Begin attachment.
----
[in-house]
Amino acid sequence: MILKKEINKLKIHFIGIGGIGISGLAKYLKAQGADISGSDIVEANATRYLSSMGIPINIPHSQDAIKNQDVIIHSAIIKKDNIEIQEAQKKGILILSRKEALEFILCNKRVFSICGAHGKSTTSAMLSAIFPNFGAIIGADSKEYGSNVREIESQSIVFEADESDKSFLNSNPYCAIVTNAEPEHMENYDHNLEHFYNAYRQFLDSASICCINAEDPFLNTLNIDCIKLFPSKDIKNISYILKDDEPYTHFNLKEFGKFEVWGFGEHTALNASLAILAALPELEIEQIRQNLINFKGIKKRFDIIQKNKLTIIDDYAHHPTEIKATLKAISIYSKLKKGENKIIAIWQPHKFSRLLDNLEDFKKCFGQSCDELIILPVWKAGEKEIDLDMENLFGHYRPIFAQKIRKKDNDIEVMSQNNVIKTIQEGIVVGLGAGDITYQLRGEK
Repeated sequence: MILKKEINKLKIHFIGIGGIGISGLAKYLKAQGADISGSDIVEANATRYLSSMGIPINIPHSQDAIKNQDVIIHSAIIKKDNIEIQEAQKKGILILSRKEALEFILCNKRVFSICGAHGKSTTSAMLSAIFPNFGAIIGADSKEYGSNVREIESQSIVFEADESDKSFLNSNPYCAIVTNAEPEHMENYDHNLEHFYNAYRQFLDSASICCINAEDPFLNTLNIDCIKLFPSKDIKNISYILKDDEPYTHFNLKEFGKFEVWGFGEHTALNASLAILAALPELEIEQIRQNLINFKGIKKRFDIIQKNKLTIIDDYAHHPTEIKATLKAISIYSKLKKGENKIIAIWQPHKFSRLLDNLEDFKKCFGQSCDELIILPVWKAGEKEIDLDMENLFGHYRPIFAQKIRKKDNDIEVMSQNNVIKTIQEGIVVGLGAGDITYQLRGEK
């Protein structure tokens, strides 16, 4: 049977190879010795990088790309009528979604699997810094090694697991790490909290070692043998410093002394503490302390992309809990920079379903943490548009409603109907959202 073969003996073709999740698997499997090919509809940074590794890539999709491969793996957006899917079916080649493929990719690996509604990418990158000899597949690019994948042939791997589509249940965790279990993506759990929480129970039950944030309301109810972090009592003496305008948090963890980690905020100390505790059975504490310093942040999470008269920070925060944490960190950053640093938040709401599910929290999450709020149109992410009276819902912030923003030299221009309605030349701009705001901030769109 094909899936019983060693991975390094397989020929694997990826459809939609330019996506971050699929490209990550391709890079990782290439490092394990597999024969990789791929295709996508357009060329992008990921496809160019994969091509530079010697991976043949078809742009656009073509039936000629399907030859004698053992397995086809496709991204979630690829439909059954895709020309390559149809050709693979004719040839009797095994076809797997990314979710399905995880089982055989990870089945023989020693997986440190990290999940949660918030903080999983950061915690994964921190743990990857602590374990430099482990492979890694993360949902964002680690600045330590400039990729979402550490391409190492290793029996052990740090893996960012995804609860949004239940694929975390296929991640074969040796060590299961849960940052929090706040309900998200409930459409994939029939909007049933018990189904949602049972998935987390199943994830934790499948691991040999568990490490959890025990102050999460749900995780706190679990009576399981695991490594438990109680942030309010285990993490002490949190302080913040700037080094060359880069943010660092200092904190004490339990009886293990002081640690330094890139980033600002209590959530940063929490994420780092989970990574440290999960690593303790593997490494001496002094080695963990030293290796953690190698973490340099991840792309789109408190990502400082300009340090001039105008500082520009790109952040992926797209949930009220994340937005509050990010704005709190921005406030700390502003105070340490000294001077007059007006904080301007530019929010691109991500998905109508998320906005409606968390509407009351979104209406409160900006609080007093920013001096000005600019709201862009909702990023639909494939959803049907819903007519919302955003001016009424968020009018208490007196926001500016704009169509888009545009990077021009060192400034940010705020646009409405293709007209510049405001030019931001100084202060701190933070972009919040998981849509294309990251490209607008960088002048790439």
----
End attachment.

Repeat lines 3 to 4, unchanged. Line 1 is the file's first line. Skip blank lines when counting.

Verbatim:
Repeated sequence: MILKKEINKLKIHFIGIGGIGISGLAKYLKAQGADISGSDIVEANATRYLSSMGIPINIPHSQDAIKNQDVIIHSAIIKKDNIEIQEAQKKGILILSRKEALEFILCNKRVFSICGAHGKSTTSAMLSAIFPNFGAIIGADSKEYGSNVREIESQSIVFEADESDKSFLNSNPYCAIVTNAEPEHMENYDHNLEHFYNAYRQFLDSASICCINAEDPFLNTLNIDCIKLFPSKDIKNISYILKDDEPYTHFNLKEFGKFEVWGFGEHTALNASLAILAALPELEIEQIRQNLINFKGIKKRFDIIQKNKLTIIDDYAHHPTEIKATLKAISIYSKLKKGENKIIAIWQPHKFSRLLDNLEDFKKCFGQSCDELIILPVWKAGEKEIDLDMENLFGHYRPIFAQKIRKKDNDIEVMSQNNVIKTIQEGIVVGLGAGDITYQLRGEK
């Protein structure tokens, strides 16, 4: 049977190879010795990088790309009528979604699997810094090694697991790490909290070692043998410093002394503490302390992309809990920079379903943490548009409603109907959202 073969003996073709999740698997499997090919509809940074590794890539999709491969793996957006899917079916080649493929990719690996509604990418990158000899597949690019994948042939791997589509249940965790279990993506759990929480129970039950944030309301109810972090009592003496305008948090963890980690905020100390505790059975504490310093942040999470008269920070925060944490960190950053640093938040709401599910929290999450709020149109992410009276819902912030923003030299221009309605030349701009705001901030769109 094909899936019983060693991975390094397989020929694997990826459809939609330019996506971050699929490209990550391709890079990782290439490092394990597999024969990789791929295709996508357009060329992008990921496809160019994969091509530079010697991976043949078809742009656009073509039936000629399907030859004698053992397995086809496709991204979630690829439909059954895709020309390559149809050709693979004719040839009797095994076809797997990314979710399905995880089982055989990870089945023989020693997986440190990290999940949660918030903080999983950061915690994964921190743990990857602590374990430099482990492979890694993360949902964002680690600045330590400039990729979402550490391409190492290793029996052990740090893996960012995804609860949004239940694929975390296929991640074969040796060590299961849960940052929090706040309900998200409930459409994939029939909007049933018990189904949602049972998935987390199943994830934790499948691991040999568990490490959890025990102050999460749900995780706190679990009576399981695991490594438990109680942030309010285990993490002490949190302080913040700037080094060359880069943010660092200092904190004490339990009886293990002081640690330094890139980033600002209590959530940063929490994420780092989970990574440290999960690593303790593997490494001496002094080695963990030293290796953690190698973490340099991840792309789109408190990502400082300009340090001039105008500082520009790109952040992926797209949930009220994340937005509050990010704005709190921005406030700390502003105070340490000294001077007059007006904080301007530019929010691109991500998905109508998320906005409606968390509407009351979104209406409160900006609080007093920013001096000005600019709201862009909702990023639909494939959803049907819903007519919302955003001016009424968020009018208490007196926001500016704009169509888009545009990077021009060192400034940010705020646009409405293709007209510049405001030019931001100084202060701190933070972009919040998981849509294309990251490209607008960088002048790439």